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I've always had trouble understanding か (question particle) in casual speech. I read that in casual situations, か can be used to give the sentence an exasperated or sarcastic tone. Like in:

負けっかよ! As if I'd lose!

I think that I understand that usage reasonably well. What confuses me however is when か is used with a sentence that clearly should be a question (i.e. it has a question mark or a question word). For example:

やってみるか? Want to give it a try?

I believe I've read that か is unnecessary (and not used) in casual speech to ask a question and questions are simply conveyed through a rising intonation or the addition of の(だ). Could someone explain how is the above sentence different in terms of tone or nuance from the same sentence omitting か 「やってみる?」?

Furthermore, on a similar note I believe, the sentence final particle combination のか?! seems to occur frequently. I'm not really sure what to make of this one. I thought の might be the explanatory の but how can one both explain and ask a question? For example:

そんな嘘にオレがだまされっと思ってんのか!? Do you think I'd be taken in by a lie like that?! (I'm not confident of this translation)

How would that sentence's meaning be affected if it were instead: そんな嘘にオレがだまされっと思ってんの!? or そんな嘘にオレがだまされっと思ってんか!?

Thank you very much for reading my post to the end : ). I know this question isn't that specific but any and all help is appreciated. Thanks again!

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You are talking about two differents things. の and か have both specific meanings. Using both just add those meanings. – oldergod Mar 21 '13 at 7:29
up vote 3 down vote accepted

Your translation was correct in meaning.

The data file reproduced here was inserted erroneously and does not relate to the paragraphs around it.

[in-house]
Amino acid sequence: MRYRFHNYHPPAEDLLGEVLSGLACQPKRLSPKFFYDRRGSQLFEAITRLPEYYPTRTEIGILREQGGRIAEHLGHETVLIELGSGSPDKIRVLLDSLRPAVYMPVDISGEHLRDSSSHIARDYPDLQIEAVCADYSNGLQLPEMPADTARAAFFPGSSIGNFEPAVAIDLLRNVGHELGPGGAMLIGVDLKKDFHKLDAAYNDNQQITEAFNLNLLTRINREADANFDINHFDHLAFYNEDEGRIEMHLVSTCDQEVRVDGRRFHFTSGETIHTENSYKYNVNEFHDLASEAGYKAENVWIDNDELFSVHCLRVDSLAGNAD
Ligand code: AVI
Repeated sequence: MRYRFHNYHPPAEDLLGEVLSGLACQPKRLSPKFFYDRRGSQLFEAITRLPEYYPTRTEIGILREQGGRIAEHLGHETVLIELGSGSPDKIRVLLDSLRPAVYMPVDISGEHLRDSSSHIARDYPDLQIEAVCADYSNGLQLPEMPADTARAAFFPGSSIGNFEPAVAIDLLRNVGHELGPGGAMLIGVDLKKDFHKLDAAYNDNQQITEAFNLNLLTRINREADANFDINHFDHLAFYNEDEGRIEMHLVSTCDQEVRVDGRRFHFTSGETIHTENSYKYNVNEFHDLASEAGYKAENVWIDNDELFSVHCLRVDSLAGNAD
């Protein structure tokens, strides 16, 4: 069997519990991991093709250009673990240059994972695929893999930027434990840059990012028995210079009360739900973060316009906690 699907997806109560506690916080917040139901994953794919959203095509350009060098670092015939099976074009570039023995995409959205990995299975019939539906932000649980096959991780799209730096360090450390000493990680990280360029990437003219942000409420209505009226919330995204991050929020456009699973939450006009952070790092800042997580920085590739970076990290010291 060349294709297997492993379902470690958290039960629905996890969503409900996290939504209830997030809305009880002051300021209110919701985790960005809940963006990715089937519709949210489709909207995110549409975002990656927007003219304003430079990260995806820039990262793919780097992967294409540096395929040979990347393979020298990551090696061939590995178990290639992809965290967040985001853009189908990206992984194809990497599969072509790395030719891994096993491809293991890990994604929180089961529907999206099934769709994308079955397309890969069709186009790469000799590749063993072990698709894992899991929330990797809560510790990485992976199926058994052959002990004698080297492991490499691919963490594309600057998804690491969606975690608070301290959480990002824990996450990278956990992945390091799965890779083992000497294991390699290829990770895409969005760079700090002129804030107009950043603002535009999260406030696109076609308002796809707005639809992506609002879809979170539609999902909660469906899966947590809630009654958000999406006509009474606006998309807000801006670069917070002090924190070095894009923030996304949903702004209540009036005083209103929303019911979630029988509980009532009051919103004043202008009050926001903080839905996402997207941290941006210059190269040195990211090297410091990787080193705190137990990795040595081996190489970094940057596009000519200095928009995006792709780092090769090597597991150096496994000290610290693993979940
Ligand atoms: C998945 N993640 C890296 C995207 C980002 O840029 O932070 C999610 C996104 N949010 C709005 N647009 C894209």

I think the latter is the more colloquial version of the following:


So this:


has the same meaning with perhaps less inquisitive emphasis, while this:


sounds less natural to me. I think one could say the sentence in the last way, but it becomes very slangy, almost to a rarefied extent. (perhaps it would sound immature or "country" to a native listener, but I lack the expertise to say)

So in conclusion, yes, you can make a sentence a question simply by altering the tone of the words, but obviously adding か makes it a more "complete expression."


これ食べる? You eat this?

これを食べますか? Do you eat this?

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@chocolate, thank you. is this ungrammatical or non-existent:思ってんのですか ? – yadokari Mar 23 '13 at 4:38
I don't think it's ungrammatical, but it sounds awkward... hmm. 思って(い)る"の"ですか normally changes to 思ってる"ん"ですか when we talk, and 思って"る"んですか is often shortened to 思ってんですか (dropping る) when talking casually or angrily, but 思って"る"のですか doesn't change to 思って"ん"のですか keeping the の. (なんでかな・・) – user1016 Mar 23 '13 at 22:25

I feel that やってみる (with rising intonation) is always a direct question directed towards someone else.

On the other hand, やってみるか is technically a question, but feels more like a rhetorical question, or a question that is directed towards yourself.

(However, sometimes a rising intonation doesn't work to mark a question, like in やってみよう. Then, か makes it a normal question, that is not necessarily directed to yourself.)

About the combination のか, I think that の is the nominalizer (which may have an explanatory function when used by itself). Then の strengthens the whole sentence and, when used with か, strengthens the question.

By the way,


is not quite the correct counterpart to the original sentence. The る in 思っとる gets shortened to ん, but only because の follows it. Omitting の, る does not contract to ん, i.e.


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